deafPLUS Carer Service
A carer is anyone who cares, unpaid, for a friend or family member who due to illness, disability, a mental health problem or an addiction and cannot cope without their support.
Anyone could be a carer – a 16-year-old girl looking after a parent with a disability, a 40-year-old man caring for his partner who has terminal cancer, or an 80-year-old woman looking after her husband who has dementia.
If that is you, we can support you:
- Information and Advice – Caring can lead to poverty if you have to give up work to care for your partner or family member. Our BSL Advice Helpline can assess whether you can claim Carer’s Allowance but there are many other benefits and credits that you may be able to get. Contact the BSL Advice Helpline via skype, facetime or ooVoo to find out more. In addition, the helpline will be able to signpost you to:
- your local Social Services for a Carers Assessment,
- a local Carers Centre to provide you with respite,
- deafPLUS’ PA Community Support Service for a PA (Personal Assistant),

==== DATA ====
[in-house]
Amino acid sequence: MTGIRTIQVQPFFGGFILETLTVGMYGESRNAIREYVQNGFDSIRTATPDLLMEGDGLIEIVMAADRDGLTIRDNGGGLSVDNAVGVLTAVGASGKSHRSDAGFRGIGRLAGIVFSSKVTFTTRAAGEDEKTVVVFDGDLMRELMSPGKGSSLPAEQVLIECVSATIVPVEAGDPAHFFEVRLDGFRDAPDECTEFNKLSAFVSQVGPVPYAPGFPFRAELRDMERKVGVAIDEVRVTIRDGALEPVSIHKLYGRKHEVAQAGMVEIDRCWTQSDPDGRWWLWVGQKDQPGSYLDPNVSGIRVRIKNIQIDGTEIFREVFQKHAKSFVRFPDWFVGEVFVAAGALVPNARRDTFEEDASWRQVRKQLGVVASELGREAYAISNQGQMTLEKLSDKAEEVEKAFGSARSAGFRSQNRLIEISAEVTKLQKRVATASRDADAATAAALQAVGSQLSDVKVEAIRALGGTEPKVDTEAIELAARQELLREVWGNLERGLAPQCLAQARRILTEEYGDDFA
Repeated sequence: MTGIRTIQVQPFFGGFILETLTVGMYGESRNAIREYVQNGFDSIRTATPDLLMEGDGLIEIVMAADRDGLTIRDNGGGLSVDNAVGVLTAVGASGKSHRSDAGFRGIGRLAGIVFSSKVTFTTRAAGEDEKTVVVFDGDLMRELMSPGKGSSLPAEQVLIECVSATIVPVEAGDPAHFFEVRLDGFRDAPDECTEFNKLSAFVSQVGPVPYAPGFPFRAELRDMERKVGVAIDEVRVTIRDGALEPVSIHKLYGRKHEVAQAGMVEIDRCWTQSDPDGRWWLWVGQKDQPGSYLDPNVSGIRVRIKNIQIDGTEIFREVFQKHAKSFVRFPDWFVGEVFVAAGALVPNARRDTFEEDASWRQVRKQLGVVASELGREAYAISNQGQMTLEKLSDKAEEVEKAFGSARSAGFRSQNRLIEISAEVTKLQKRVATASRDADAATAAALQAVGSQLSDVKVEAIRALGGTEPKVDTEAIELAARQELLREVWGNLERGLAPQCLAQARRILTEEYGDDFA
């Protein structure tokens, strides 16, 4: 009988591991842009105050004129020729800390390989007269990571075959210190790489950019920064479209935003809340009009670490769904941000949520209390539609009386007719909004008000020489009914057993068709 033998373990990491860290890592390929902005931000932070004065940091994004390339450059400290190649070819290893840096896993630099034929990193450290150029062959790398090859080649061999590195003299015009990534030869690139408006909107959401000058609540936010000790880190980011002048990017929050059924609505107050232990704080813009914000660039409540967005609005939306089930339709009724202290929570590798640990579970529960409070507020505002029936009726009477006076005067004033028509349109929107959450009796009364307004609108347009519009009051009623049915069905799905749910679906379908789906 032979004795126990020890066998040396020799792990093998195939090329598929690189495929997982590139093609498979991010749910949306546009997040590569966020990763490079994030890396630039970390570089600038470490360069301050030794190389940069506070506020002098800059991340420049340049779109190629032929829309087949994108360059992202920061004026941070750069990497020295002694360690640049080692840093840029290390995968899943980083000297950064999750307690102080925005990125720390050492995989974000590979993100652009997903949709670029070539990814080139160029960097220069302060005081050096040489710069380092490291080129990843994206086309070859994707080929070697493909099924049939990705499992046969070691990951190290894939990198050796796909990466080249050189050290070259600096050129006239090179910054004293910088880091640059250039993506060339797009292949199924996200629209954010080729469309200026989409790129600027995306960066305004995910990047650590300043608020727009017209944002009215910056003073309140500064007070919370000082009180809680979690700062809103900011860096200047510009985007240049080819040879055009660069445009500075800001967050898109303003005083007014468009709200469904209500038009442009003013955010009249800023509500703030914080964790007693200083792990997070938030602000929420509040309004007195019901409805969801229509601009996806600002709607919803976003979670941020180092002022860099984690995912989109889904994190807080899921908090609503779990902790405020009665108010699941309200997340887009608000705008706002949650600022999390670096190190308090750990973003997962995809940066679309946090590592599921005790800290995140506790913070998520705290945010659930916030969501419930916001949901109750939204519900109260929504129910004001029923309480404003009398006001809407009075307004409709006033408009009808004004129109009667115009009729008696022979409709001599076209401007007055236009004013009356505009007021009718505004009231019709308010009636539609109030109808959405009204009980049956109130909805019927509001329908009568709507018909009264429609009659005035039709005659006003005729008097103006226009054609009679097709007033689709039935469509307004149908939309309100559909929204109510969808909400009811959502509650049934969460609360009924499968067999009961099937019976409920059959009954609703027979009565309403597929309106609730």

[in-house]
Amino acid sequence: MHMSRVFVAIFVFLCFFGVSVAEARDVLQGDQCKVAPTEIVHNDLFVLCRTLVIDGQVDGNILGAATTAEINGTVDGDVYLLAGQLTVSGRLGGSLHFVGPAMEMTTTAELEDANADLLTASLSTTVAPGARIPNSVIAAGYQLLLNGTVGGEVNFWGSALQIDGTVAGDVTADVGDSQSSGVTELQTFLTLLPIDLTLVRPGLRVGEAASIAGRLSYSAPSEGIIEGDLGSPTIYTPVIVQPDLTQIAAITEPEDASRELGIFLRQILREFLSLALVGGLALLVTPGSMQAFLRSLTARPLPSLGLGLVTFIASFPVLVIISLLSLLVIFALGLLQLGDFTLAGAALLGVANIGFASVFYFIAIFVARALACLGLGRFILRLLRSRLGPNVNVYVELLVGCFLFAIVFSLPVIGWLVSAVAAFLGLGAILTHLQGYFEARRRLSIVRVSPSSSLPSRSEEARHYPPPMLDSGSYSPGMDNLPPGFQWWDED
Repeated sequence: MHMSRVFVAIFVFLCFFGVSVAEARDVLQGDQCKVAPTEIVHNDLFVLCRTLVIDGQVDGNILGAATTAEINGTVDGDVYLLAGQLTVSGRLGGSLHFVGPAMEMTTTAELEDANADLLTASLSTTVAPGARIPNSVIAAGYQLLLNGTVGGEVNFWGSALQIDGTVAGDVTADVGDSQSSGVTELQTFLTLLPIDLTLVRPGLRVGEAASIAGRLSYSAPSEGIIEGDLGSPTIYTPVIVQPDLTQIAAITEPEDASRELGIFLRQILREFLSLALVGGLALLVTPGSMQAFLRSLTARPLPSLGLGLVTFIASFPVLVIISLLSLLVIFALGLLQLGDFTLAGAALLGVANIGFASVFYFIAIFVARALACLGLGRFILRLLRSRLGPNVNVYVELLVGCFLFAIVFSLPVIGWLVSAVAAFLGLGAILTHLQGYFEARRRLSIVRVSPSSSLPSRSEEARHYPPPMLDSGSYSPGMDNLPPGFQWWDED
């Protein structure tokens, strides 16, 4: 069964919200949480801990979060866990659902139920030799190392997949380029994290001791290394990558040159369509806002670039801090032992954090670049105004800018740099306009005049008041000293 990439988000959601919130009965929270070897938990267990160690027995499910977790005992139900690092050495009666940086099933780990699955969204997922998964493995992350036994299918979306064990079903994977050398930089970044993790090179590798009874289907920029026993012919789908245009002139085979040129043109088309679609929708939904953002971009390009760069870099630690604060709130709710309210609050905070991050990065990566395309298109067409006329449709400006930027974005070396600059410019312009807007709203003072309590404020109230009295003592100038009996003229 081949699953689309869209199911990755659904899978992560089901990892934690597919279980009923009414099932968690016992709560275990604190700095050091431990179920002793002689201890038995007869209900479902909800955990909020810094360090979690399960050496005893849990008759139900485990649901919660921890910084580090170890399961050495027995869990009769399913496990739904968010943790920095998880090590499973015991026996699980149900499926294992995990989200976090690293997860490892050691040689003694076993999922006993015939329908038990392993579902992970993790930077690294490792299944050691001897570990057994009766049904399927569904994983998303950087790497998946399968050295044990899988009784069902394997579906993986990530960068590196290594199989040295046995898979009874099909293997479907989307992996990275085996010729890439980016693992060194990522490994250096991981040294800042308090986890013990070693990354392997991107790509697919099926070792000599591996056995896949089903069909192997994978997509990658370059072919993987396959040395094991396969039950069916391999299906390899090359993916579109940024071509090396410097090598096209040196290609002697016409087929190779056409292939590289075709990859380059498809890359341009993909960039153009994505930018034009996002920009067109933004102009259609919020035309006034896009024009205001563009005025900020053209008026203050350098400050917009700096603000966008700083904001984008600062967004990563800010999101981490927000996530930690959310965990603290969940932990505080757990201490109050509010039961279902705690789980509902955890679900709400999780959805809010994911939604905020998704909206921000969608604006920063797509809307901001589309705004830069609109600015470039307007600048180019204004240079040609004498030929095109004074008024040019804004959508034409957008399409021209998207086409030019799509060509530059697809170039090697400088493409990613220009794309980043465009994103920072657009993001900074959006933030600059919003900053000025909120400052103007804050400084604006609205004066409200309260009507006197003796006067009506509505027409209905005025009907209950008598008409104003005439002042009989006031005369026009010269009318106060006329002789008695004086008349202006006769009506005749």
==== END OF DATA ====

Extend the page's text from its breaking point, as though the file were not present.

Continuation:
- and any other information you might need to support you in your caring role.
- Carers Assessment and Advocacy – A carer’s assessment is a chance to discuss your needs with your local council. The assessment is free and your local council will use it to decide what support to give you. The Care Act 2014 aims to strengthen the voice of people who use services, and their carers, over the process of assessing, planning and safeguarding. Local authorities need to commission independent advocacy services to support people who may require it. deafPLUS provides an Independent Advocacy service and you can read more about it here.
- Health & Wellbeing – deafPLUS provides health & wellbeing activities at all it’s centres. For example, we organise social gatherings, activities, outings, bingo groups, and many more. Contact us to find out how we can support you.
- Getting a break – Being a carer can be hard work and you might need to take a break sometimes. Respite can mean different things to different carers, it can mean:
- getting more paid help at home – this could be via paid workers helping with care or getting more help with tasks around the home. deafPLUS can do this via our PA Community Support Service.
- getting someone to keep the person you care for company whilst you go out,
- doing something you enjoy,
- you, or the person you care for, taking part in activities outside the home.
Make sure you ask for a carer’s assessment as it looks at the support you need to carry on caring – this could include regular respite and breaks.